Of all the endless runner styles to be found on the App Store, none are quite as visually captivating or as polished as Laser Dog’s Alone. It’s a barebones tale of an unknown space explorer in a one-man escape pod, hurtling through winding caverns while avoiding danger.
But with that barebones plot comes similarly simple gameplay: Alone is really nothing new for the medium. This is comparable to Jetpack Joyride and games of that ilk (alongside the many clones) and aside from some refined visuals and a great soundtrack, there’s really nothing new or enticing here.
It’s a shame really, because although gameplay should be at the forefront of any good game, it almost feels like an afterthought here. The game sees you using a finger to drag the speedy escape pod up and down the screen, avoiding walls, rocks and even projectiles which will fire towards you. Hit a wall and it’s instant death, but the other objects will deplete the recharging shield, only destroying the pod when unshielded. It’s very fast-paced and – at the start at least- very fun.
This is a game which relies on replayability and going for that high score, playing the game over and over until you can beat your previous best. And while there’s definitely an incentive in playing again, as you’ll unlock the next difficulty level by reaching 4000m in the current one (which can be very hard), there’s none of the usual trinkets you’d expect – such as challenges each round – and most of those can be found in the achievements.
There is support for GameCenter, so there’s plenty of opportunities to beat your friends’ high scores as well as your own, but I honestly felt quite bored of the game after trying a few times – it just doesn’t manage to have that hook that I’ve found in other games of the App Store, although the world is varied and procedurally generated in each run. Despite that, there’s still some fun to be found with the tight controls which are matched by close-quarters caverns.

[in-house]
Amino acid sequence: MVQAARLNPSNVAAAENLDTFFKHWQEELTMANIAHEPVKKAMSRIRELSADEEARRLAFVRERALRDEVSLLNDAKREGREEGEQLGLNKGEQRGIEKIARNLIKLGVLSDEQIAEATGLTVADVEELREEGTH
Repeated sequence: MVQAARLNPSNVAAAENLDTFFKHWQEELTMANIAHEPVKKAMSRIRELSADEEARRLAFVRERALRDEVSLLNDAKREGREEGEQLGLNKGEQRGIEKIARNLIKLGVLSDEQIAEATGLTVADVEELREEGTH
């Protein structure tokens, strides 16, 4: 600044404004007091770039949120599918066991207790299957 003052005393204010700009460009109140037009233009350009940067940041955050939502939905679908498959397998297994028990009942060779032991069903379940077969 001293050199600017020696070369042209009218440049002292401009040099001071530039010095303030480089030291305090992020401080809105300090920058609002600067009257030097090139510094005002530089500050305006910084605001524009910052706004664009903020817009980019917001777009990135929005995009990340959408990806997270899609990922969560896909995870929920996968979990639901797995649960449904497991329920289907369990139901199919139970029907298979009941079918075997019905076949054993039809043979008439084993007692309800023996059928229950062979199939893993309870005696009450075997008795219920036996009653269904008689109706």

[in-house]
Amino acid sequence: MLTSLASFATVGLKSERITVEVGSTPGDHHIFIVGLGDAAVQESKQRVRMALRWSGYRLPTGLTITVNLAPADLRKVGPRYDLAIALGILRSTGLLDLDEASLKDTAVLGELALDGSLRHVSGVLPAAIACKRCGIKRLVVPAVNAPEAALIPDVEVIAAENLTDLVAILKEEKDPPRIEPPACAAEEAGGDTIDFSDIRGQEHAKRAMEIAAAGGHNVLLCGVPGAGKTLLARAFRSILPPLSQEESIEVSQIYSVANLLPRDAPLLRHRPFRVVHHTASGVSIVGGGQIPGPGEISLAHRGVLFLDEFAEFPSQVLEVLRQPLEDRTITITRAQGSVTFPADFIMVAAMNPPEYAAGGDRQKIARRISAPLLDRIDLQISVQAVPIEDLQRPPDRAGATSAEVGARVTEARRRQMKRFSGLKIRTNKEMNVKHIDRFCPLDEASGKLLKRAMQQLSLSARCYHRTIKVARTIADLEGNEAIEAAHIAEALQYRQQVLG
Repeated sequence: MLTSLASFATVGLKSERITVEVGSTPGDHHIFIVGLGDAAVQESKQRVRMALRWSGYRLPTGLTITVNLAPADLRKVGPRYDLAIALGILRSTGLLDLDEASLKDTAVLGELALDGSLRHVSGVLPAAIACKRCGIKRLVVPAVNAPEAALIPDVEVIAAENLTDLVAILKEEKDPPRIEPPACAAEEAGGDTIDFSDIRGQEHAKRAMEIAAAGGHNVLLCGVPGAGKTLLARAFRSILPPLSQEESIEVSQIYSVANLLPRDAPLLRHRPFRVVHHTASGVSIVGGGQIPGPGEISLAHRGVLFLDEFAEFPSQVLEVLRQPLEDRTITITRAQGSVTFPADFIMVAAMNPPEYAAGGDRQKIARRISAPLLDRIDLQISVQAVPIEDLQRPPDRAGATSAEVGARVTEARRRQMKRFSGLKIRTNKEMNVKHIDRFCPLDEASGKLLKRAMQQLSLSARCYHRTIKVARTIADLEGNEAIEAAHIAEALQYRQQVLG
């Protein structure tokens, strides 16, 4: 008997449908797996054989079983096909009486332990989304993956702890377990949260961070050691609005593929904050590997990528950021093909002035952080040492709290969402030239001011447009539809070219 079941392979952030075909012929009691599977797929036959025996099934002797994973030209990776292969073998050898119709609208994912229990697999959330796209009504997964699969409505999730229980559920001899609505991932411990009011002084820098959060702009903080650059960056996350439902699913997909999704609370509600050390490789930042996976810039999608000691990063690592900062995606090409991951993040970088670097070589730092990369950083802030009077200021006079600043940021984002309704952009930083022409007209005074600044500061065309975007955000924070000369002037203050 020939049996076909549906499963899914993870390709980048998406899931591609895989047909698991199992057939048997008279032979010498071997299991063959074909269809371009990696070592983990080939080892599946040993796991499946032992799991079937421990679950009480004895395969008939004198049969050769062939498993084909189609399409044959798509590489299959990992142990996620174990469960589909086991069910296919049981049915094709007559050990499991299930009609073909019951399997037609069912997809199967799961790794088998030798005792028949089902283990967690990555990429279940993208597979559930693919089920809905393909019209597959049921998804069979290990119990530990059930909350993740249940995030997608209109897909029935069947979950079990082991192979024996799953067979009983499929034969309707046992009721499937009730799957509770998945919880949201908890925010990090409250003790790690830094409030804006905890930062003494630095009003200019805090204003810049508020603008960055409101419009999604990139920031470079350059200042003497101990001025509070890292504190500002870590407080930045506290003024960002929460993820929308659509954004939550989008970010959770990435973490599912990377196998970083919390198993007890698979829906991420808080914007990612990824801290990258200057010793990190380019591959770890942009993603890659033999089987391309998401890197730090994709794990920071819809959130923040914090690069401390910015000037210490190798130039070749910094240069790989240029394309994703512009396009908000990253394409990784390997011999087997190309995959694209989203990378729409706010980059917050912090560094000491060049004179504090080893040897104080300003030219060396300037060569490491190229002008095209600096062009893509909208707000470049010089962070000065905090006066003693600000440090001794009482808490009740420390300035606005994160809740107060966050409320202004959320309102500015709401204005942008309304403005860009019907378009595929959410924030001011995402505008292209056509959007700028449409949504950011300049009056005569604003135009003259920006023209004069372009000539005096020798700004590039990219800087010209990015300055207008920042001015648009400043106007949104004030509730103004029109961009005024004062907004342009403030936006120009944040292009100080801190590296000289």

Yes, in terms of gameplay it’s nothing special, but that’s just part of the package; there’s just something about the art style in Alone that screams high quality, and it’s a marvellous sight in action. There are some great lightning and rain effects, sharp edges to signify danger, a varied colour palette which is used to great effect, and the game also makes great use of parallax scrolling and backgrounds to create something really special to look at – there are planets, parts of ships and more floating in the world behind your character and it really sets the scene.
On top of this, there’s a superb soundtrack which builds as you play, adding to the pressure as you get further in your journey. It all comes together to create something which really evokes the meaning of that title, with you controlling what is effectively a tiny dot in a vast world.
But at a price of £1.99 – or $2.99 – on the store (which may go down to £1.49 before release, but don’t expect it to drop to free), there’s just not enough variety here. Perhaps a few years ago the stunning visuals would have put it ahead, but in a market saturated with similar games, this is ultimately a case of style over substance.